The Copenhagen criteria are the rules that define whether a country is eligible to join the European Union. The criteria require that a state has the institutions to preserve democratic governance and human rights, has a functioning market economy, and accepts the obligations and intent of the EU.
These membership criteria were laid down at the June 1993 European Council in Copenhagen, Denmark, from which they take their name. Excerpt from the Copenhagen Presidency conclusions:Membership requires that candidate country has achieved stability of institutions guaranteeing democracy, the rule of law, human rights, respect for and protection of minorities, the existence of a functioning market economy as well as the capacity to cope with competitive pressure and market forces within the Union. Membership presupposes the candidate's ability to take on the obligations of membership including adherence to the aims of political, economic and monetary union.
Most of these elements have been clarified over the last decade by legislation of the European Council, the European Commission and the European Parliament, as well as by the case law of the European Court of Justice and the European Court of Human Rights. However, there are sometimes slightly conflicting interpretations in current member states—some examples of this are given below.
Other articles related to "copenhagen criteria, copenhagen, criteria":
... In response leaders gathered in Copenhagen on 22 June 1993 to define entry conditions for candidate states ... These criteria were later included in the Maastricht Treaty ... The following is an excerpt from the criteria “ "Membership requires that the candidate country has achieved stability of institutions guaranteeing ...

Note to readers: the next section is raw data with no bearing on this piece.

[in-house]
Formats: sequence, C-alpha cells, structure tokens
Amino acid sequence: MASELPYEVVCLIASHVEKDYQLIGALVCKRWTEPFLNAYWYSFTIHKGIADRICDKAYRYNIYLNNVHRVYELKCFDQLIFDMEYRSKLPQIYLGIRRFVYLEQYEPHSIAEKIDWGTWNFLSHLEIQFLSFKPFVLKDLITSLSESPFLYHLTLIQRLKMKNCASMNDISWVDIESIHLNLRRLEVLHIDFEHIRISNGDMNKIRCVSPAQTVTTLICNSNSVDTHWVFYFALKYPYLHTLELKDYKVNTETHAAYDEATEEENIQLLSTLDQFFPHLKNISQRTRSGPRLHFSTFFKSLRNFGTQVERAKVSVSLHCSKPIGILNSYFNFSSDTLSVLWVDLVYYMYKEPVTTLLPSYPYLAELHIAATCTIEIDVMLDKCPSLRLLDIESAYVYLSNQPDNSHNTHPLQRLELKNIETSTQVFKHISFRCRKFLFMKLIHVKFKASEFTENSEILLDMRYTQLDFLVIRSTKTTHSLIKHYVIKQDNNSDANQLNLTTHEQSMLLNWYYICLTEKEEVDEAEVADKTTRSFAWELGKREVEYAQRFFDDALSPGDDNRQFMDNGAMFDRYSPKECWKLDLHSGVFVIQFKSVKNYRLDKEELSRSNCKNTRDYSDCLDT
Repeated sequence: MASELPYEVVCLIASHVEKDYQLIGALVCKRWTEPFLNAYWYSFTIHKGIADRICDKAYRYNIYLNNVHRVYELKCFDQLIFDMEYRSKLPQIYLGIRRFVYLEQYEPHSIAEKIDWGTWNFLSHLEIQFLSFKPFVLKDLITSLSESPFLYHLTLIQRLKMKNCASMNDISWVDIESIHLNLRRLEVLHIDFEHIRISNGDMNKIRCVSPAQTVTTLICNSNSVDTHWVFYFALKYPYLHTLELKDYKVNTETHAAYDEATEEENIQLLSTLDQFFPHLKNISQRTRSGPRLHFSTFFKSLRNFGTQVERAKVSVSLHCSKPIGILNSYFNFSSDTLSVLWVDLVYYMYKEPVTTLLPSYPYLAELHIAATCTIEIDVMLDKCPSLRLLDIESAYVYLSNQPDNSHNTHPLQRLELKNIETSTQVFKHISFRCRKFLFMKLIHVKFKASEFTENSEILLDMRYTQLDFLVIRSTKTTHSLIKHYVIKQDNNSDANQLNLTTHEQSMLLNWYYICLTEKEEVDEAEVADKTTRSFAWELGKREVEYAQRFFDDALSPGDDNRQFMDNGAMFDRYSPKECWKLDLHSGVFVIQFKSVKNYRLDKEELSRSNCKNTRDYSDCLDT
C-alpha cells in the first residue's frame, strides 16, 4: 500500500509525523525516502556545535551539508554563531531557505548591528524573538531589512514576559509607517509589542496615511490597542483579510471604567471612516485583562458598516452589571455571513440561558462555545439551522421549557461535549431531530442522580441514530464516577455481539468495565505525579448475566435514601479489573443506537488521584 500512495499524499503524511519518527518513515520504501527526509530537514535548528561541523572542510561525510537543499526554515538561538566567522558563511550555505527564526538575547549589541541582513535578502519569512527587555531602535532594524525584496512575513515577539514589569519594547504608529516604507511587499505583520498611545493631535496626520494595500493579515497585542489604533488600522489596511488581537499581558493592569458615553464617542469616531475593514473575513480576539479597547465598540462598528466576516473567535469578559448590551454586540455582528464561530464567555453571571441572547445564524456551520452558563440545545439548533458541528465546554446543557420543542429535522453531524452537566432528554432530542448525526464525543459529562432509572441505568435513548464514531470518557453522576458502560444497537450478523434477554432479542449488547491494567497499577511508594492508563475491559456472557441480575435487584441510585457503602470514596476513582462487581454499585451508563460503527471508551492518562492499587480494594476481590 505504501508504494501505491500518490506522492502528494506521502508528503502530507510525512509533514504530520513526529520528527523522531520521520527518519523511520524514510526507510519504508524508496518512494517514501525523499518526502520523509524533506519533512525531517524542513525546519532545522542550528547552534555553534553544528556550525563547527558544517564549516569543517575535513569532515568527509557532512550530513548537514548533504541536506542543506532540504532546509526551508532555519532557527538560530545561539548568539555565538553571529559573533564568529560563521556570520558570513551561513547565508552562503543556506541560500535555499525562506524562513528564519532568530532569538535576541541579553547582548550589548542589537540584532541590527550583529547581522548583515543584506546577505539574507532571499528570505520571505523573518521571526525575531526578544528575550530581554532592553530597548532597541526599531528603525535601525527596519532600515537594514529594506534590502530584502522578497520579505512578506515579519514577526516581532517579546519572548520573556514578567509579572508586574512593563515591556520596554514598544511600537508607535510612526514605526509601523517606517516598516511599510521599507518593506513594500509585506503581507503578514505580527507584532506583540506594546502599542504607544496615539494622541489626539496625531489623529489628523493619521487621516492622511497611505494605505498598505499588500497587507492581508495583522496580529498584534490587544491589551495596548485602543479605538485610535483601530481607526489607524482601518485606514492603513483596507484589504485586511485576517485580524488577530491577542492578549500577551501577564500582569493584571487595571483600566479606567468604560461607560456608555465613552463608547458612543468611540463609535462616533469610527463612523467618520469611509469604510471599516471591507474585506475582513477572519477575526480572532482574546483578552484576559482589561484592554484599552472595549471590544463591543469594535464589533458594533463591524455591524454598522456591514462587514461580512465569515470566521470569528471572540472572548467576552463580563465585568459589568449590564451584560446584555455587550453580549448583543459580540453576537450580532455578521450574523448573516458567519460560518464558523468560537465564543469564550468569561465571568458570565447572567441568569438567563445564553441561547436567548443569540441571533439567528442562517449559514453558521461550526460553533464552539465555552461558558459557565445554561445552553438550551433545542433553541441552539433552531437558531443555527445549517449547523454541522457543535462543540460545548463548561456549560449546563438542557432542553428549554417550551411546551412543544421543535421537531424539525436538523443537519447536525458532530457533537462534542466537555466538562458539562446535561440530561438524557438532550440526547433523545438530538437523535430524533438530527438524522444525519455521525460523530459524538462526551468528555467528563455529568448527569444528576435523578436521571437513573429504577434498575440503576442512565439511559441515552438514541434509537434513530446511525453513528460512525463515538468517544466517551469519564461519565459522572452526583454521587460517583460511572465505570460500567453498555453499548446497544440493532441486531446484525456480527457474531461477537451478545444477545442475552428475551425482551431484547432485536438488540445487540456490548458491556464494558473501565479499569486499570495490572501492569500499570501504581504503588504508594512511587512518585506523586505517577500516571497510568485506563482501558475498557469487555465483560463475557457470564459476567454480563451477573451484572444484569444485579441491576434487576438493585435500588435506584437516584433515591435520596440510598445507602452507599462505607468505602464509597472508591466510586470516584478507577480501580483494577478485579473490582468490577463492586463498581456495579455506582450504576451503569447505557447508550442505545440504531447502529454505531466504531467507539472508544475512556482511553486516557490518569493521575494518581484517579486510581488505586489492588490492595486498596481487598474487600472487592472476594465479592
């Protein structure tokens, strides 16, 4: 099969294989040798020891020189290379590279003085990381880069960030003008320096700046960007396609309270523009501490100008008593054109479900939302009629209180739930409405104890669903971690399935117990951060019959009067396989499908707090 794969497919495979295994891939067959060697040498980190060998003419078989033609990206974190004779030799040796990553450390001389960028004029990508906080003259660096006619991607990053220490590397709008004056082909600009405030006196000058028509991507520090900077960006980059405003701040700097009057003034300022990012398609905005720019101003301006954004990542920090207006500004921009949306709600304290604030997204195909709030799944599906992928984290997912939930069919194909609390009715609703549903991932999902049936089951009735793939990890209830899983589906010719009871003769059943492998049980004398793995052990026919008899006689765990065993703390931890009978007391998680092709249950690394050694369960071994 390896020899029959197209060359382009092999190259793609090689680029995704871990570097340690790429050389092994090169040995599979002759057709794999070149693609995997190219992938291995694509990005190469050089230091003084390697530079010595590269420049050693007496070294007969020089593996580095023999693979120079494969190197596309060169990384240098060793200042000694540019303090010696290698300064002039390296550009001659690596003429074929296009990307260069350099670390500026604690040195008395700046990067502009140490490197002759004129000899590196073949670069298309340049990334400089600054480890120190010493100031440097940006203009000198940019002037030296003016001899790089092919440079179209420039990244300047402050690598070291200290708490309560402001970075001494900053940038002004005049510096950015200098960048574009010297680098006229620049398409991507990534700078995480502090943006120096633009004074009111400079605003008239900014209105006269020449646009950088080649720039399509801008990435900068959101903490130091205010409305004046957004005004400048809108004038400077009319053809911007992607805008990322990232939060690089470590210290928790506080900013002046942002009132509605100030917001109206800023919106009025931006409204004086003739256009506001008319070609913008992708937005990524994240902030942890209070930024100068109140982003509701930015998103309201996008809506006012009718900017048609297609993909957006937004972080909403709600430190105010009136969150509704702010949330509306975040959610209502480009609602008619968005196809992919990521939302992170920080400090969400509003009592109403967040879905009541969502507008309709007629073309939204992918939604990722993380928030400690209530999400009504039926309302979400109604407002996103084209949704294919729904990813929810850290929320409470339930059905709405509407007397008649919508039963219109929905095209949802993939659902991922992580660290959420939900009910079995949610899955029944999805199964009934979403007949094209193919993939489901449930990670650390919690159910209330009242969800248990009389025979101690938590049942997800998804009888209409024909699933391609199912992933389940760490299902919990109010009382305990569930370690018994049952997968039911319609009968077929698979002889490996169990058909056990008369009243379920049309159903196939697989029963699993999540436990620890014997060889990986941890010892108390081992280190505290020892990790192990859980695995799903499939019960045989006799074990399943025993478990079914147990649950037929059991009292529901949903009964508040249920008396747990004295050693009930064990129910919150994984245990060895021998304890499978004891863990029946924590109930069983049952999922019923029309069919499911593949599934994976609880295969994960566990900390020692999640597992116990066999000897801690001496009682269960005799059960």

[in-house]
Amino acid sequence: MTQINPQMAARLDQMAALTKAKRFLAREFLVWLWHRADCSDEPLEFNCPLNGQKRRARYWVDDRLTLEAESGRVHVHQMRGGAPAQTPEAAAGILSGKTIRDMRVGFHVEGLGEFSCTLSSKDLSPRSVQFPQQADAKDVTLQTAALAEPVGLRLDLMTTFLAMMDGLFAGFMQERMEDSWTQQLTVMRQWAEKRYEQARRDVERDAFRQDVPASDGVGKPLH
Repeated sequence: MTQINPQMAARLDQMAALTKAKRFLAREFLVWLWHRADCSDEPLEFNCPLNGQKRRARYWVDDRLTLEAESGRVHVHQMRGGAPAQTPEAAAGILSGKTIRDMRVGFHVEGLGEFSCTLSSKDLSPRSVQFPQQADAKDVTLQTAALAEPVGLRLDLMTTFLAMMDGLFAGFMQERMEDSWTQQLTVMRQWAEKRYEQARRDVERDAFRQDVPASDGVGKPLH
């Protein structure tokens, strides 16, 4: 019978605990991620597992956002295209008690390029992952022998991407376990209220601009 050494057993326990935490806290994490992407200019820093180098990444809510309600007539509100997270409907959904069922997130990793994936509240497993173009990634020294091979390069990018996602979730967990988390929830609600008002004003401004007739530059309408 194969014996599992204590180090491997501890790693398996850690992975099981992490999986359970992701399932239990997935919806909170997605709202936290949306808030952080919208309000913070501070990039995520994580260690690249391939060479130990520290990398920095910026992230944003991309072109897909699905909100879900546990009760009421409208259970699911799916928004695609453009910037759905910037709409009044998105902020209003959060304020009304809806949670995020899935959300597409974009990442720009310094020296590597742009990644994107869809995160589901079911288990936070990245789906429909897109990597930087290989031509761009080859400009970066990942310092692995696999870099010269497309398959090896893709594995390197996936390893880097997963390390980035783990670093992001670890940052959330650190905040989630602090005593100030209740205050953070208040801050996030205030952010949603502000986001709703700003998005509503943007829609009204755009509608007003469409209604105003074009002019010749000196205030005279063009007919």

... Finally, and technically outside the Copenhagen criteria, comes the further requirement that all prospective members must enact legislation in order to bring their laws into line with the body of ...
... The Copenhagen criteria are the rules that define whether a country is eligible to join the European Union ... The criteria require that a state have the institutions to preserve democratic governance and human rights, a functioning market economy, and that the state accept the obligations and intent of ...
Famous quotes containing the word criteria:
“We should have learnt by now that laws and court decisions can only point the way. They can establish criteria of right and wrong. And they can provide a basis for rooting out the evils of bigotry and racism. But they cannot wipe away centuries of oppression and injusticehowever much we might desire it.”
—Hubert H. Humphrey (19111978)